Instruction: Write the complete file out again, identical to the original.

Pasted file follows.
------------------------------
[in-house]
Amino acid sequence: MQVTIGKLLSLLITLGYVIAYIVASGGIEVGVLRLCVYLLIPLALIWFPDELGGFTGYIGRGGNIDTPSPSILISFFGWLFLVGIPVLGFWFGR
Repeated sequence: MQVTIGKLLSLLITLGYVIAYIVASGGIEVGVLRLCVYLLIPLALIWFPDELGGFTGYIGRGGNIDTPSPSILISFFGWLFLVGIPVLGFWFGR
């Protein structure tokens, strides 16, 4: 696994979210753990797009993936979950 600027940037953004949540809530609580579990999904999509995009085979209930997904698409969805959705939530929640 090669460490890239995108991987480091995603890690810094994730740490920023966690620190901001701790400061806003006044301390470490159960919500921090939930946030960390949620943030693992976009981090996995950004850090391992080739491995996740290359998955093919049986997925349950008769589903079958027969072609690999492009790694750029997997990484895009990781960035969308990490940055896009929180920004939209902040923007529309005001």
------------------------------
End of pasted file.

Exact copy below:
[in-house]
Amino acid sequence: MQVTIGKLLSLLITLGYVIAYIVASGGIEVGVLRLCVYLLIPLALIWFPDELGGFTGYIGRGGNIDTPSPSILISFFGWLFLVGIPVLGFWFGR
Repeated sequence: MQVTIGKLLSLLITLGYVIAYIVASGGIEVGVLRLCVYLLIPLALIWFPDELGGFTGYIGRGGNIDTPSPSILISFFGWLFLVGIPVLGFWFGR
């Protein structure tokens, strides 16, 4: 696994979210753990797009993936979950 600027940037953004949540809530609580579990999904999509995009085979209930997904698409969805959705939530929640 090669460490890239995108991987480091995603890690810094994730740490920023966690620190901001701790400061806003006044301390470490159960919500921090939930946030960390949620943030693992976009981090996995950004850090391992080739491995996740290359998955093919049986997925349950008769589903079958027969072609690999492009790694750029997997990484895009990781960035969308990490940055896009929180920004939209902040923007529309005001």